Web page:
President Donald Trump has signed an executive order he says will “keep the families together” when they’re apprehended illegally crossing the border. But that does little for families who have already been split apart.
They crossed the border as families. Now, as some parents face the prospect of being sent back across it, many have no way of knowing how much deeper into the United States their children may have been sent without them — maybe all the way to north to New York or Michigan, or maybe just a few miles away in Texas.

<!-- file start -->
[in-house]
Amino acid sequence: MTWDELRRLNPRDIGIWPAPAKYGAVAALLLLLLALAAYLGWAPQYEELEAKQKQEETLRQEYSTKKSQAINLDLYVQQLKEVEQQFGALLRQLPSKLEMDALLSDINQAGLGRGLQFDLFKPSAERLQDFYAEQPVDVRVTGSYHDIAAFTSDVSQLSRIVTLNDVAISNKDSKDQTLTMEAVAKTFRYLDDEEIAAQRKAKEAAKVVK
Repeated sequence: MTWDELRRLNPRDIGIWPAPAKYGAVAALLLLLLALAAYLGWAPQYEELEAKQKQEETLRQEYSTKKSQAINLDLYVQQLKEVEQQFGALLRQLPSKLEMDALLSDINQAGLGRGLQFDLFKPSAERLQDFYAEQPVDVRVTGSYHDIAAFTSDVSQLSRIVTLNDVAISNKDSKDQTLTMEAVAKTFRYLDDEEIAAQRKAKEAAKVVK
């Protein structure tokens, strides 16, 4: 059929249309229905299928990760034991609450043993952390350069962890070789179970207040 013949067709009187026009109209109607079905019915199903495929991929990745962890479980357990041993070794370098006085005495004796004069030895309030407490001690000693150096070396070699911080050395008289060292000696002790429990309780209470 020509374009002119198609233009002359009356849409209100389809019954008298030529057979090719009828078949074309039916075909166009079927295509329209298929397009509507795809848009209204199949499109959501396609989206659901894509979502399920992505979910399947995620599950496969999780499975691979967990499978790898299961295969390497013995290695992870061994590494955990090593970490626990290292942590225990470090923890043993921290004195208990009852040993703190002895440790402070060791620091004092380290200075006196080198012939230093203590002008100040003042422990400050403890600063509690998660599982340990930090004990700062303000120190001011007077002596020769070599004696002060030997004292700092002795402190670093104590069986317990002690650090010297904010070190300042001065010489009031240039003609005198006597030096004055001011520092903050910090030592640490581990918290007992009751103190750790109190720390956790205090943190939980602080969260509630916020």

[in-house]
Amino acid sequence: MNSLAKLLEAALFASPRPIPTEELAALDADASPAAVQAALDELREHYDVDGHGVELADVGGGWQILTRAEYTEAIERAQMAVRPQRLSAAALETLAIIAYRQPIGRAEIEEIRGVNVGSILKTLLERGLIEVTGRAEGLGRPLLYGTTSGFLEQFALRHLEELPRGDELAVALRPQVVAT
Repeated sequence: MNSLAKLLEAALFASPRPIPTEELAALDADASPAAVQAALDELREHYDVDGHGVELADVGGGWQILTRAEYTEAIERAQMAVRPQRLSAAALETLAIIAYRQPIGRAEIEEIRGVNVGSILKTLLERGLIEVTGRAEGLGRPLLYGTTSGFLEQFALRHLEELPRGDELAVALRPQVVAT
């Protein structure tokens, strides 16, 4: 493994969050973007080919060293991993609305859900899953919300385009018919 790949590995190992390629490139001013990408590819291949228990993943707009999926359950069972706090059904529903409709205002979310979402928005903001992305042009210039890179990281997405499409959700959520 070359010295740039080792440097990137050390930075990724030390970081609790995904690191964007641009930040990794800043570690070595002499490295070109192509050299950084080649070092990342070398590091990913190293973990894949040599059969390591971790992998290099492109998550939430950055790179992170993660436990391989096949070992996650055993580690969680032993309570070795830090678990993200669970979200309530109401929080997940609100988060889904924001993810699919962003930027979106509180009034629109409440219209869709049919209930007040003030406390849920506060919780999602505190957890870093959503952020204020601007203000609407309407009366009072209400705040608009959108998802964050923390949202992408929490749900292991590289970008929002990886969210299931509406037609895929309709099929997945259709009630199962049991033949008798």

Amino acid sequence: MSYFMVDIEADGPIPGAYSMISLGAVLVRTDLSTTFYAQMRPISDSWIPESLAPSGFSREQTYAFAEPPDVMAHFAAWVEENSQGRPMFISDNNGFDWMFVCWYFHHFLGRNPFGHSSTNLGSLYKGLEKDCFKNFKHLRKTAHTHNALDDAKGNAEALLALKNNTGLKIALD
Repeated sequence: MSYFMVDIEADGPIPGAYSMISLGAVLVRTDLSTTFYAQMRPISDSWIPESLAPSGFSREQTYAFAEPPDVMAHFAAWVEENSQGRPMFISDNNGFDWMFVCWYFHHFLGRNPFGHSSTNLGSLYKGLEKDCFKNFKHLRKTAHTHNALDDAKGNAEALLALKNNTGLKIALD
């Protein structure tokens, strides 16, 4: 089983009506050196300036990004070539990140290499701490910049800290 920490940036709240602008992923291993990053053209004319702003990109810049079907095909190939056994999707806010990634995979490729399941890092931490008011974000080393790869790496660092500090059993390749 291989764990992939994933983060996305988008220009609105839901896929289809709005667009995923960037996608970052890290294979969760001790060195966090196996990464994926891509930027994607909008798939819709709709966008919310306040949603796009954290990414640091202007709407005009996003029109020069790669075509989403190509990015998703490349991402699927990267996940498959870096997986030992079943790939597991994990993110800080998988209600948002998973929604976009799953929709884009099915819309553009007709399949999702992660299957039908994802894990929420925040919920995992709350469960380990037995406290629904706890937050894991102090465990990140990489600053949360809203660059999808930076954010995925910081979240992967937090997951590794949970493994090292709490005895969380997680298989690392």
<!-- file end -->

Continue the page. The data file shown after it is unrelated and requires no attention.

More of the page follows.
The Trump administration has already reversed course on a widely-panned “zero tolerance” policy that resulted in separating more than 2,000 migrant children from their parents after they crossed the border together illegally; the president said Wednesday that families will no longer be split up. But in many cases, attorneys and advocates say, the damage is already done: Even if no more families are separated, there’s not yet a clear path for reuniting those who already were.